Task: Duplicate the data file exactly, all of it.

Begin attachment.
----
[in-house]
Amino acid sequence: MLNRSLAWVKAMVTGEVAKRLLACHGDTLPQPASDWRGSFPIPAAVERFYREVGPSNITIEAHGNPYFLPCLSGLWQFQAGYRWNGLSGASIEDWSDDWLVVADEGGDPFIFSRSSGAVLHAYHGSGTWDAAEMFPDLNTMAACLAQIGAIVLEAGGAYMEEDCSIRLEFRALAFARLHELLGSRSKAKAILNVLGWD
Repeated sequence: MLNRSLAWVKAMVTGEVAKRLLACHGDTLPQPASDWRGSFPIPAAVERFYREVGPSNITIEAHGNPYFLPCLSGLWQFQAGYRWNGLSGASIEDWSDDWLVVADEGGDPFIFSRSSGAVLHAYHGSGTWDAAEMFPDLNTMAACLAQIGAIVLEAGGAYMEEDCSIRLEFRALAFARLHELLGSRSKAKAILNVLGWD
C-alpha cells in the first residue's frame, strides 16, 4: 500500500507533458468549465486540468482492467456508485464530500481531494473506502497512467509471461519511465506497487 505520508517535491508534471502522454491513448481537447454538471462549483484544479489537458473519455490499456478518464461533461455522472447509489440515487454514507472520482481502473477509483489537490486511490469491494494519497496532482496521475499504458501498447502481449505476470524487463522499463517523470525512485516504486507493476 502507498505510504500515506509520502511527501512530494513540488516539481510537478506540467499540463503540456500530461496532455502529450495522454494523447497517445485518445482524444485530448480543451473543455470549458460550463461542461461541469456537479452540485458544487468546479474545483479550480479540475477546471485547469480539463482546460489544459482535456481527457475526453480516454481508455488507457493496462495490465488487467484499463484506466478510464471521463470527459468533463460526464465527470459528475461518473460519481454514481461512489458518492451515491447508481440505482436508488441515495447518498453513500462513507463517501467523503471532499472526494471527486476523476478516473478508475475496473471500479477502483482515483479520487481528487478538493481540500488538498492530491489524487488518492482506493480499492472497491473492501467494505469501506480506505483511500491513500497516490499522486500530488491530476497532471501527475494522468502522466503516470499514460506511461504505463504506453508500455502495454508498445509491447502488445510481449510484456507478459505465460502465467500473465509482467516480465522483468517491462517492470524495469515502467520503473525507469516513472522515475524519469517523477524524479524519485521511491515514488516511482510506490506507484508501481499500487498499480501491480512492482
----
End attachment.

[in-house]
Amino acid sequence: MLNRSLAWVKAMVTGEVAKRLLACHGDTLPQPASDWRGSFPIPAAVERFYREVGPSNITIEAHGNPYFLPCLSGLWQFQAGYRWNGLSGASIEDWSDDWLVVADEGGDPFIFSRSSGAVLHAYHGSGTWDAAEMFPDLNTMAACLAQIGAIVLEAGGAYMEEDCSIRLEFRALAFARLHELLGSRSKAKAILNVLGWD
Repeated sequence: MLNRSLAWVKAMVTGEVAKRLLACHGDTLPQPASDWRGSFPIPAAVERFYREVGPSNITIEAHGNPYFLPCLSGLWQFQAGYRWNGLSGASIEDWSDDWLVVADEGGDPFIFSRSSGAVLHAYHGSGTWDAAEMFPDLNTMAACLAQIGAIVLEAGGAYMEEDCSIRLEFRALAFARLHELLGSRSKAKAILNVLGWD
C-alpha cells in the first residue's frame, strides 16, 4: 500500500507533458468549465486540468482492467456508485464530500481531494473506502497512467509471461519511465506497487 505520508517535491508534471502522454491513448481537447454538471462549483484544479489537458473519455490499456478518464461533461455522472447509489440515487454514507472520482481502473477509483489537490486511490469491494494519497496532482496521475499504458501498447502481449505476470524487463522499463517523470525512485516504486507493476 502507498505510504500515506509520502511527501512530494513540488516539481510537478506540467499540463503540456500530461496532455502529450495522454494523447497517445485518445482524444485530448480543451473543455470549458460550463461542461461541469456537479452540485458544487468546479474545483479550480479540475477546471485547469480539463482546460489544459482535456481527457475526453480516454481508455488507457493496462495490465488487467484499463484506466478510464471521463470527459468533463460526464465527470459528475461518473460519481454514481461512489458518492451515491447508481440505482436508488441515495447518498453513500462513507463517501467523503471532499472526494471527486476523476478516473478508475475496473471500479477502483482515483479520487481528487478538493481540500488538498492530491489524487488518492482506493480499492472497491473492501467494505469501506480506505483511500491513500497516490499522486500530488491530476497532471501527475494522468502522466503516470499514460506511461504505463504506453508500455502495454508498445509491447502488445510481449510484456507478459505465460502465467500473465509482467516480465522483468517491462517492470524495469515502467520503473525507469516513472522515475524519469517523477524524479524519485521511491515514488516511482510506490506507484508501481499500487498499480501491480512492482